Bio: Pickett, Lee F. - Spencer area WWI War Casualty


Surnames: Pickett, Mais, Jensen, Parrette, Vanderhoof

Source: Spencer Centennial Book (1874 – 1974)

Lee Francis Pickett was born and reared in Spencer and completed ninth grade at Spencer Public Schools. Following his graduation from Rice Lake High School in 1912, he taught rural schools in North Dakota for some time. From September 1915 to May 1917 he was a student at Oshkosh Normal School, specializing in Industrial Arts. Being an accomplished musician, he was assistant director of the student band while there. A call came in May 1917 for college men to go into Officers Candidate School at Ft. Sheridan, Illinois, and although he was due to graduate in the summer, he left school to report to Ft. Sheridan for training". About November 30, 1917, he was commissioned Second Lieutenant and left Spencer January 10, 1918, to sail for France, he left the United States with four fellow R.O.T.C. lieutenants and was assigned to the Yankee Division. In May he received a citation for having led a group of men on a successful night raid of the German lines. During the second battle of the Marne he was wounded and again cited for bravery. He was the only Company Officer still able to maneuver and, although shot in the leg, continued to lead his men. His citation reads in part, "For your gallant conduct and devotion to duty in the field on July 20 to 25, 1918, though wounded continued to lead vour platoon under fire." After hospitalization he rejected an offer of a "behind the lines" job, having an urgent desire to return to his men at the front where he arrived October 25. He was killed in the Argonne October 30, 1918.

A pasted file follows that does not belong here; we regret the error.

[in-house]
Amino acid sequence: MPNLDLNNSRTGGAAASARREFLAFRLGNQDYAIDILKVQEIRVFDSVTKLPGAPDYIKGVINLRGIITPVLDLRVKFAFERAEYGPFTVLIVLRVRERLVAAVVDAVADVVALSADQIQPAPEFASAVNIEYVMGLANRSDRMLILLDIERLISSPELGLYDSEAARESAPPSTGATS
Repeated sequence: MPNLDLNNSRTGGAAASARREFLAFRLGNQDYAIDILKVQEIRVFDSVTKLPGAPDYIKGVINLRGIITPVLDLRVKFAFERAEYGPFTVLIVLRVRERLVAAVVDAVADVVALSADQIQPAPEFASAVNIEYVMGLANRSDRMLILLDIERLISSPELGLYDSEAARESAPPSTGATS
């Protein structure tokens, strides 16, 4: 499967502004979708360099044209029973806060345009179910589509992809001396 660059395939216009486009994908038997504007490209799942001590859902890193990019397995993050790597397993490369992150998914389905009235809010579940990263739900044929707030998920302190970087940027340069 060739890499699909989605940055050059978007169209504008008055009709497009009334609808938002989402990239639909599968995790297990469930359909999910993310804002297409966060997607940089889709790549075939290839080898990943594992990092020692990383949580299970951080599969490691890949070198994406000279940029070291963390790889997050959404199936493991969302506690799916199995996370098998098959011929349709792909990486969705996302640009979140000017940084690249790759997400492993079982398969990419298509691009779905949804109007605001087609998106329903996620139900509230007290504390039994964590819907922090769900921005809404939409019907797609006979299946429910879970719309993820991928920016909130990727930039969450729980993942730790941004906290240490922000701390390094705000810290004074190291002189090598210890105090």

Depot Agent John Mais, with the telegram in hand, started to the Post Office on what he would afterward describe as the longest walk he would ever take. He stopped enroute at the garage (now Jensen's Motors) where Polly Parrette Vanderhoof was working as a mechanic. She drove at once to the Parrette farm to break the news to her mother, Lt. Pickett's grandmother.

Later there would be letters of tribute and high praise written by his commanding officer and other fellow officers. A Street in Ft. Sheridan would be named in his honor and the Legion Post in his home town would bear his name. But now a jubilant town that had but a short time ago rejoiced with merrymaking over the end of the war, was plunged into sadness as they mourned with their highly respected and well-loved Postmistress, the loss of her only son.



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